Sunday, 9 December 2012

St Brothen's, Llanfrothen

St Brothen's, situated near what was originally the old shoreline of the Glaslyn estuary, dates back to the late sixth century. However, little remains of the original structure except the foundations- the church here is a medieval survivor, massively walled and roofed. It was rebuilt in the C15, but much of the shell can be dated to the C13th.

The churchyard contains many old slate gravestones, perhaps the most interesting of which is the grave of Robert Roberts, a poor quarryman. In 1888, a radical young lawyer called David Lloyd George, then only 25, championed the right of the family to bury him next to his daughter in the graveyard. He was a non-conformist, so the case was caught up in the religious intolerance of the age. However, the law fell on the side of the quarryman, despite the local vicar padlocking the gate. An apocryphal version of the story has Lloyd George cutting through the padlocked gates at midnight to allow the grieving family to bury the poor man by candlelight. Well, it made a good story, and brought Lloyd George national fame.

The church was well known to Clough Williams-Ellis, who had a great fondness for it. However, intolerance reared it's ugly head again as the congregation objected to a memorial to the man in the churchyard on the grounds that he was an agnostic. It can now be seen in Portmeirion.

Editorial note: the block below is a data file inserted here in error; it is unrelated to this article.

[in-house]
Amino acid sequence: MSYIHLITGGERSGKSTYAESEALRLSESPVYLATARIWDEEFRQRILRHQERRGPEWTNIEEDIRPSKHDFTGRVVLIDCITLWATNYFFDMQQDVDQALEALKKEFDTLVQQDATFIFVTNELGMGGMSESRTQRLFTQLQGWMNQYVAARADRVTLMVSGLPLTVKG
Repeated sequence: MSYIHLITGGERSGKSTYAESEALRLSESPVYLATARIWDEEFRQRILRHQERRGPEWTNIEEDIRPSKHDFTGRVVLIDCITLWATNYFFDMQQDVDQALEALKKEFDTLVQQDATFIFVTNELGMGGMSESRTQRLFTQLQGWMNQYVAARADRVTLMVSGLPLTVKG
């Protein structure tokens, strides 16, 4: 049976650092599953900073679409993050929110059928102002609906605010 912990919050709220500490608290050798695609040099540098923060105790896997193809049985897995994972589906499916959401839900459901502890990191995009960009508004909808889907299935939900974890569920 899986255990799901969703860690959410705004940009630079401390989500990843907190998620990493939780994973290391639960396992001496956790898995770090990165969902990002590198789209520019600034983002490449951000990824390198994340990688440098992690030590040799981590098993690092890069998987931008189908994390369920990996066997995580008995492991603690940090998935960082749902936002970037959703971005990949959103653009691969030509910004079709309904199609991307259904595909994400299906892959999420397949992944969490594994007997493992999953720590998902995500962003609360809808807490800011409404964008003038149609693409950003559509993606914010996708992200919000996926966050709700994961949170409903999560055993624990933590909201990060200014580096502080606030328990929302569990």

The church is a grade 1 listed building in the care of the Society for Friendless Churches. Recently, it has had a minor restoration by local master craftsman Sion Langton. The society says that "He is one of the most sensitive and diligent builders we employ...he judges his success by the degree to which you cannot guess he has been there..."

A little bit of 21st century intolerance in the visitor's book.
The lovely old vicarage was lying empty and derelict near the church. A real shame that houses all over North Wales are left like this when there are so many who have nowhere to live.


Anonymous said...

Interesting back story, Iain.

One only has to turn on the news to see that religious intolerance is still alive and well in this day and age.

Plus ça change... eh?

Anonymous said...

My first thought as I saw the picturee of the Vicarage (before reading the caption) was: "Can I move in there?"

How did we get in this silly situation of high house prices, lots of homeless people and empty homes? I thought market capitalism was supposed to sort that sort of thing out.

In the former east Germany some cuncils have begun to give houses away in an effort to repopulate the place, so it is possible.

Iain Robinson said...

Thanks very much, Andy. Where I live, in a hamlet of six houses, three lie empty for most of the year because they are owned by folk from elsewhere. But aside from this, we see at least two or three derelict houses every time we go on our travels. It needs a big change, but I don't think politicians are capable of delivering it.

Iain Robinson said...

Thanks, Graham. It's a lovely church. Yes, it's rather depressing, I thought we could have realised by now that arguing about who has the best imaginary friend is pretty futile and doesn't help anyone.

Anonymous said...

Trouble is that in the UK House prices are somehow seen as important. Over here it looks a bit different which reduces the number of wasted houses around.

I think people can always find something to divide themselves over, be it faith or football.

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